Their new brewery has been shipped from China and is expected to arrive in August. It includes a four vessel brewhouse, with 10 hectolitre mash tun and kettle and 20 hecolitre hot and cold liquor tanks, along with four 20 hectolitre frementers. And that’s just stage one. The Big Shed business plan will see at least another four 20 hectolitre frementers installed once they hit their financial expectations.
In the meantime, pilot batches have been brewed on a SABCO BrewMagic system.
“We’re still kicking this around at the moment,” said Jason when asked what the Big Shed Brewing beer range will look like.
“The original concept was to have three regulars and a couple of seasonal. We’ve been playing around with recipes for two years, but nothing is certain yet.”
“Our ethos is that we don’t want to just make the standard beer. If we make an APA (American Pale Ale) we want to add something different.”
“We follow our curiosity to find new and exciting flavours to incorporate into our brewing.”
Jason and Craig noted that food will have a big influence on Big Shed beers. They are interested in designing beers that both work well with food, as well as beers that take ingredients inspiration from food.
The Big Shed Brewery is located at Royal Park in Adelaide’s west, an area yet to embrace craft beer. However, it is close to the popular foodie destination of Semaphore Road.
“We want to bring new experiences to the local community and we think we can broaden that market by bringing beer and food together,” noted Jason.
Rather than installing a full kitchen at the brewery, the Big Shed team hope to create a cellar door style venue at the brewery by working with local food trucks to accompany their beers. The brewery doors would open to the public on Fridays and weekends, with a potential once a month offering of a food truck night.
“We envision talking to food trucks, asking them what ingredients they are using and then see if we can brew something that will work along with their offerings.”
“We can be the catalyst for craft beer in the west,” said Craig.
Jason and Craig’s ability to be a beer force in Adelaide has developed through a passion to absorb everything they can about brewing, including studying the successful small breweries of Australia and the United States.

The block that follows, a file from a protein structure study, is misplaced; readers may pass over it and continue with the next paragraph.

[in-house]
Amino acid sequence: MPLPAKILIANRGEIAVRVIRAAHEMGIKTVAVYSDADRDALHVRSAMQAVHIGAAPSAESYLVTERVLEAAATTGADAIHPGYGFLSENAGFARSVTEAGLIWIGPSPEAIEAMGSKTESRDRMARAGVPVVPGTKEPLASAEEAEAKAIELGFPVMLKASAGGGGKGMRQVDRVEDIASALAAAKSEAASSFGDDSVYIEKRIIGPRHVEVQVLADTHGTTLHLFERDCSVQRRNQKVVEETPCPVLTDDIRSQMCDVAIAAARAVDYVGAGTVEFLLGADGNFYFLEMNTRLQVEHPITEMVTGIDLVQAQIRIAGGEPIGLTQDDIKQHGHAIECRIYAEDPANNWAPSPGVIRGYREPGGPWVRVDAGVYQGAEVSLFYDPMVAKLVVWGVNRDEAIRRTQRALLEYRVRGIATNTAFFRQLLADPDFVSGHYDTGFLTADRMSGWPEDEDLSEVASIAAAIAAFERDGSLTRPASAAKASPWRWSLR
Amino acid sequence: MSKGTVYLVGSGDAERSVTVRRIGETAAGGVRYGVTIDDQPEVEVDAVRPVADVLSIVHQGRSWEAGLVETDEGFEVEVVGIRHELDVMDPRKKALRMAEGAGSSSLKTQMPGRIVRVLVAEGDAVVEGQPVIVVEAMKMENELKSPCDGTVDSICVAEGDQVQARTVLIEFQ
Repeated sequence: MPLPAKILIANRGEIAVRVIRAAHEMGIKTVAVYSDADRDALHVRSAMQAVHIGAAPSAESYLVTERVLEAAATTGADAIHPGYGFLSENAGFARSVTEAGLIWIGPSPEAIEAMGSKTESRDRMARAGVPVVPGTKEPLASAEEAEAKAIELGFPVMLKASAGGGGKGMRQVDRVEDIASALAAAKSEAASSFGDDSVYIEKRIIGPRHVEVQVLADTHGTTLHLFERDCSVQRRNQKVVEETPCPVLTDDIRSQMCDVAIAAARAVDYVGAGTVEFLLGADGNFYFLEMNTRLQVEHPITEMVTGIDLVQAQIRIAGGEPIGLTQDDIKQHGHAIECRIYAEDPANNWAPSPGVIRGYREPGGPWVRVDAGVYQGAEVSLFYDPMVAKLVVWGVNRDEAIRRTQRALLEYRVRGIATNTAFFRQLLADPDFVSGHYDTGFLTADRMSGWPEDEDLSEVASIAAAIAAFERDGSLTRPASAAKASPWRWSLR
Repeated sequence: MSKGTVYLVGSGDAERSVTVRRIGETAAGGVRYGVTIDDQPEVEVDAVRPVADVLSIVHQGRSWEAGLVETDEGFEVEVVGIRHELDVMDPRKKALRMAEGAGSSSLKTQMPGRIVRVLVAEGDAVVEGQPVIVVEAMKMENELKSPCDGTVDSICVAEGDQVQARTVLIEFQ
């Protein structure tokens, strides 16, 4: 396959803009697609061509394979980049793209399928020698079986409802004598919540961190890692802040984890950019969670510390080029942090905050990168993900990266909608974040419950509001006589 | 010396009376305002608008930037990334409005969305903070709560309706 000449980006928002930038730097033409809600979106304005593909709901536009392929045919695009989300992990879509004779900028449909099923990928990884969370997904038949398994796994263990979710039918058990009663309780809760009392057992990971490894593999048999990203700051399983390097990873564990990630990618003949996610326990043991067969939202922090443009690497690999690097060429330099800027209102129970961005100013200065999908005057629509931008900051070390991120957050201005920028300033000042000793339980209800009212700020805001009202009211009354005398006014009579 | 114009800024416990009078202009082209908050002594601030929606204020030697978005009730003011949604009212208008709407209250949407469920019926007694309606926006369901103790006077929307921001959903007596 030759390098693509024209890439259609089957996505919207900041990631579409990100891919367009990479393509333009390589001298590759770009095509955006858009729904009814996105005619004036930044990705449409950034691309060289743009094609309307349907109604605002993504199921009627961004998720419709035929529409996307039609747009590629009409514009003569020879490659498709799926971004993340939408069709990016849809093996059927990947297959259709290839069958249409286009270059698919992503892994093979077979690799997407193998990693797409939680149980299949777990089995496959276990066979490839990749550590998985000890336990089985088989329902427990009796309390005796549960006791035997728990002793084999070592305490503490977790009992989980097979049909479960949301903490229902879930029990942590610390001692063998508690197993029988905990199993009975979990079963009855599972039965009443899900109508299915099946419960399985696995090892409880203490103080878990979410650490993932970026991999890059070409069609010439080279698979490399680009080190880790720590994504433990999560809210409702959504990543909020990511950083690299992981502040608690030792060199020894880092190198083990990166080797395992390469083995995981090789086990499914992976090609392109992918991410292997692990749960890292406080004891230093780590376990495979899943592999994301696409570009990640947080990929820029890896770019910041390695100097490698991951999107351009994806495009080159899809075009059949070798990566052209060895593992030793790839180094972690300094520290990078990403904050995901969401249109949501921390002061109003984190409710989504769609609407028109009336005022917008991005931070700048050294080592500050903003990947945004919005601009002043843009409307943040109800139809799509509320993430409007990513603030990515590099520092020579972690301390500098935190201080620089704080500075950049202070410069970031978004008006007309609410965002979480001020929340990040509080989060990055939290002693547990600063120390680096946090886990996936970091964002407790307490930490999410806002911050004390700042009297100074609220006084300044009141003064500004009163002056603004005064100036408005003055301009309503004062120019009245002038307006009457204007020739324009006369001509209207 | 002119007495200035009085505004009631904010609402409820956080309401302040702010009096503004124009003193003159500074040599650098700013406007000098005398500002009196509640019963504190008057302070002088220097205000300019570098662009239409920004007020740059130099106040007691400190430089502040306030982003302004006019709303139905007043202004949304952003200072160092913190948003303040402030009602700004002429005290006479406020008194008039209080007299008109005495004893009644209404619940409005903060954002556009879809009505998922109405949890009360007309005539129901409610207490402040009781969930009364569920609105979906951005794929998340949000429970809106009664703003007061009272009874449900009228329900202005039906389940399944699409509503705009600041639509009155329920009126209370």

“We went to Sydney as did a course through Beverage and Brewing Consulting with [Costa Nikias]. It was a really good warts-and-all seminar on what to expect when starting out with a microbrewery.”
They also attended short courses through TAFE SA and worked closely with brewing lecturer and Brewboys founder, Stephen Nelsen, on designing and ordering their brewing equipment.
The size and anticipated production schedule at Big Shed has also opened up the potential for providing contract brewing services. Jason and Craig are already working with potential clients who are keen to make use of the Big Shed brewery.
Bottling Big Shed beers is not part of the initial stage, but they will consider hand bottling special releases from time to time, and then eventually install a bottling line should their beers prove successful
Once the Big Shed beer starts flowing later this year, Jason and Craig hope to increase their profile across the local beer market, with a strong focus on being the face of their beer
“I learned that at Fosters. The winemakers were the brand ambassadors. They were the face of their wine.”
“We are our own marketing department so we will be focusing on selling and marketing our beer wherever we can get our faces. We are keen to tell our own story and talk directly about our own beer.”
If you’re in Adelaide, expect to start hearing much more about Big Shed Brewing over the coming months, as Jason and Craig look to make an impact on the local market with a clear mission in mind.
“Our beer have to add something to the market. It can’t just be great quality and another beer on the market, it will offer drinkers something more,” declared Craig.